Friday, April 15, 2011

US dollar should be replaced by new global reserve


With the US economy remaining weak, and with budget woes hitting confidence in the US dollar, talk about a new global reserve currency is mounting.
­Professor Joseph Stiglitz a Nobel prize-winning economist of 2001 agrees that the world economy needs a new global reserve currency to help prevent trade imbalances that are reflected in the national debt of the US.
RT:Speaking of non-functioning, well, what about the US dollar? You are someone who is calling for a new reserve currency. But why? Some say “what is the alternative”?
Joseph Stiglitz: What I’ve argued for is the creation of a global reserve currency. Reserve currencies are, you might think of a store value and the dollar has been very unstable – understandable given the difficulties of the American economy, our performance was not a stellar. But the fact that in a modern globalized economy, 21st Century, it is an anachronism that a single currency would play the pivotal role that the dollar has played. What I argue in my book “Making Globalization Work” is that the dollar reserve currency system contributes to inequality … and it actually contributes to the weakening of the global economy, because countries are setting aside literally hundreds of billions of dollars, you might say, of precautionary savings. That’s money not spent.
RT: So, you are saying essentially it hurts everybody to have the US dollar as a reserve currency?
JS: That is right. What I’ve described in the UN commission I chair, explains how we can create a global reserve currency. It is really interesting to be here at Bretton Woods talking about that because Keynes argued for this 75 years ago. In the aftermath of the Great Depression he understood how the links between the UK’s problem, UK being the reserve currency then, and that if we are going to have global economic stability we needed to move off of a single country being the reserve currency. Bretton Woods failed from his perspective, in this respect.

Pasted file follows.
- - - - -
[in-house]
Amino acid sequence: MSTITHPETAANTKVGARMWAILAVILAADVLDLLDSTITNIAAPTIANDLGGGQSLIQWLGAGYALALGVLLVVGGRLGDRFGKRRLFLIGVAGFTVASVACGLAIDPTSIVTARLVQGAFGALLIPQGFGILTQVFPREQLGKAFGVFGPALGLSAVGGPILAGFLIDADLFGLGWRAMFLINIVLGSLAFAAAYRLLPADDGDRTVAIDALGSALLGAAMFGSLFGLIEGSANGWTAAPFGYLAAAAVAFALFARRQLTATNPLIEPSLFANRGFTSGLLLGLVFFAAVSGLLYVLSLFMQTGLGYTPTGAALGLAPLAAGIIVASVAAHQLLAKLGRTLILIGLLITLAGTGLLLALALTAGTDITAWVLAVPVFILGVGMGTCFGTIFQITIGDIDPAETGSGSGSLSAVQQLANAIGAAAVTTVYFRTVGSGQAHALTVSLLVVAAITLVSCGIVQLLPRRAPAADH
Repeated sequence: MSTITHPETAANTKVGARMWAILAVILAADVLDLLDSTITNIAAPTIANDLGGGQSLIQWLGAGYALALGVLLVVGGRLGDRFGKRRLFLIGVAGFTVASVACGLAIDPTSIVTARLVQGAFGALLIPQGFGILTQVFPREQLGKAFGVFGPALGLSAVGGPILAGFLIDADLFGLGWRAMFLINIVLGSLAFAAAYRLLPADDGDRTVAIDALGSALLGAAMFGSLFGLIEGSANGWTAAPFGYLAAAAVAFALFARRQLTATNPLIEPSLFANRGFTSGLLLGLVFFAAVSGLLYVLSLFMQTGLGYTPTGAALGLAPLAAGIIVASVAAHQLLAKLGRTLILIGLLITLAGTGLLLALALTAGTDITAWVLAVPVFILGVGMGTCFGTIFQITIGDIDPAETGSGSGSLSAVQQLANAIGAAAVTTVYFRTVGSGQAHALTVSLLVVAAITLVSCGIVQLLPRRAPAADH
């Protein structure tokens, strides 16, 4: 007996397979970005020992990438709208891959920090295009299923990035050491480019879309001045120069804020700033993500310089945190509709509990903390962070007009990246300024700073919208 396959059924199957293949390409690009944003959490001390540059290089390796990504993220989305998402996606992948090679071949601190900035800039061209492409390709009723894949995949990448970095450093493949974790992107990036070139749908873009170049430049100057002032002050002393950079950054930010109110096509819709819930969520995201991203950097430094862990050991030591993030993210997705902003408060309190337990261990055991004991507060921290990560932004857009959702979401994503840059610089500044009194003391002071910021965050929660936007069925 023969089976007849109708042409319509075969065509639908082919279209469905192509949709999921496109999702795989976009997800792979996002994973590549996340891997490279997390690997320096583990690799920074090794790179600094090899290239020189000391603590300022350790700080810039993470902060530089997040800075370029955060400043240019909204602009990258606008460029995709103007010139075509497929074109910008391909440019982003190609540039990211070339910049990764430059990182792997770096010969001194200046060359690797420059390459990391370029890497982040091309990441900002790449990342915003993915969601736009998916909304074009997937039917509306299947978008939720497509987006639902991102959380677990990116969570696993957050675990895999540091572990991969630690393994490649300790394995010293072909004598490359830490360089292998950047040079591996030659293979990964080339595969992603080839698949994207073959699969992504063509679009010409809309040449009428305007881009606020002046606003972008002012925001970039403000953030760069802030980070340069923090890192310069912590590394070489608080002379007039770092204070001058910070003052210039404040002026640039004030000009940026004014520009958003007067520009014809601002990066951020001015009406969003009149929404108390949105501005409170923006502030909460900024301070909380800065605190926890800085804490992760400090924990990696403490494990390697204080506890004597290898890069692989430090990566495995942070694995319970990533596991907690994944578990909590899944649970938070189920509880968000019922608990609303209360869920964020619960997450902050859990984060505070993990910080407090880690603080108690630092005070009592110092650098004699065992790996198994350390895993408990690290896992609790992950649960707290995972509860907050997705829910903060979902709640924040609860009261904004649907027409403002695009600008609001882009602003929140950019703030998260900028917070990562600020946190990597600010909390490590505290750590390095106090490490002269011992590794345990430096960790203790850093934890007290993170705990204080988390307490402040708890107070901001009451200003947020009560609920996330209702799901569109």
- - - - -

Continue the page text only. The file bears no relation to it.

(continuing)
RT:And didn’t the US disagree and say “we want to be main reserve currency” and got their way? So, would the US have that same power, if world leaders got together today for another Bretton Woods conference?
JS: I think that if that same meeting were held here in Bretton Woods…the world is markedly different. China has close to $3 trillion of reserves, about a third of the global reserves, about $9 trillion. If you own $3 trillion you have some voice in what kind of reserve currency system you want to have. And China has been very clear that it worries about the current dollar-based reserve system right after our UN commission came out and supported it, China supported it, France supported it, Russia supported. So there is a wide understanding of the importance of this idea. And I think if the global economy remains weak, there will be more interest as one of the remedies to the current instability and weakness in the global economy.

No comments: